Models and Theories in Human-Computer Interaction/Introduction
Is HCI really the most visible part of computer science?: A Critique of Carroll's Introduction[edit | edit source]
Even when the initial paradigm of windows, menus, icons, and mouse pointing evolved from early work on limited office contexts thanks to the evolution of technology we find now that HCI work has given way to new mobile and virtual trends. Nowawadays, HCI pervades every field/discipline from daily interfaces, like an online banking system, to highly specialized ones like cockpits and surgery dashboards.
Thanks to HCI multidisciplinarity we can resort to a plethora of methodologies, from experimental quantitative through context-sensitive qualitative protocols. Specifically, http://ist.psu.edu/directory/jmc56 holds that HCI has become a primary testbed for two broad innovations in design methods, participatory design and ethnographically driven design. In any case, HCI is young and it has a need to be multidisciplinary; ergo, I propose that HCI enables a new renaissance in which we see a move away from specialization which gives way to a blend of the sciences (hard and "soft"/social) and the humanities. HCI has brought about the DaVinci era of the 2000s.
What Golden Age?[edit | edit source]
HCI was originally a joining of software engineering and human-factors engineering expertise. Then, in the 70s, the waterfall development model saw a crisis brought about by the need to move away from a linear model of development to one that integrated the user throughout the design and development process. PCs came about to crash this design methodology which was not suitable for systems development that was user-oriented. It is likely that, in the past, this had not been as necessary because systems were not as widespread and they were only used by elites who had the time and ability to cope with systems shortfalls.
Cognitive science and theory of mind[edit | edit source]
Cognitive scientists elaborated models of thought and behavior that informed HCI research. Specifically, Card, Moran and Newell proposed the GOMS model which intended to explain the process given from thoughts to behavior. Prior to this, we had human factors models which did not seek to integrate and/or explain the human micro components—mind, thoughts, behavior.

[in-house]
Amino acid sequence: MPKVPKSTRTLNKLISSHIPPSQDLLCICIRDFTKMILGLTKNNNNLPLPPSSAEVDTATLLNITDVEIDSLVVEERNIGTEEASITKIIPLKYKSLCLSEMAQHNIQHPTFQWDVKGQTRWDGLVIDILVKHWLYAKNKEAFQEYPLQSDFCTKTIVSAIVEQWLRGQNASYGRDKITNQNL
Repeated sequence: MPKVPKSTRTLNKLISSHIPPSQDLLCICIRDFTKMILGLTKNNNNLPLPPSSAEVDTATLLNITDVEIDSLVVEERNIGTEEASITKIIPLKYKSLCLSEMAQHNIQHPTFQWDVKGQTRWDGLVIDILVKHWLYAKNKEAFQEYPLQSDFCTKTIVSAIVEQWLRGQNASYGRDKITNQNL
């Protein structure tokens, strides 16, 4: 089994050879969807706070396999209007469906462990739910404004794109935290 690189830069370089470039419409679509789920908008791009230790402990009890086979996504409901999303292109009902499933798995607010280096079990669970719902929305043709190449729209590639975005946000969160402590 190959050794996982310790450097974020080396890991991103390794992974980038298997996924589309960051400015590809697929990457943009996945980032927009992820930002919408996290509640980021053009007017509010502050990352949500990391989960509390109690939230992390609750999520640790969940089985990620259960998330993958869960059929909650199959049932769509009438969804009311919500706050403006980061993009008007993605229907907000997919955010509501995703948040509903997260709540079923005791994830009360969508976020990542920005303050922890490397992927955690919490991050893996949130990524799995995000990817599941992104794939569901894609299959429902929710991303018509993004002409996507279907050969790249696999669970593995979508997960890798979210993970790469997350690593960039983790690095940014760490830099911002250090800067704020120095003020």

The change in HCI thought[edit | edit source]
In 1985, Newells’ address to the CHI founding gathering provoked a change in thought. I would argue even before that you could sense the boiling over of a need for a unified concern in this multidisciplinary science... from Wiener’s cybernetics through systems theory to Vannevar Bush's touted address about the future of technology. In the mid 20th century there was already a sense that computers were going to be important and they would be widespread enough that there needed to be a concern with the future and how to effectively integrate them in human society
Newell’s vision implicitly marginalized this work, motivating the emergence of alternative cognitive-science paradigms. As a result, among others we have, Suchman's situatedness (1987) theory elaborated from the study of photocopier use which described a variety of usability problems with an advanced photocopier's user interfaces. To be innovative, Suchman considered the interaction between the person and the machine as a sort of conversation that frequently failed because the participants did not understand one another. We see then HCI turns toward Derrida's deconstruction of science, we see HCI study evole into a critique that seeks to present an understanding of reality in which objects and people are accounted for.
Suchman brought field-study concepts, techniques, and sensibilities from anthropology, ethnomethodology, and sociology, and she applied them to a real problematic situation of human-computer interaction.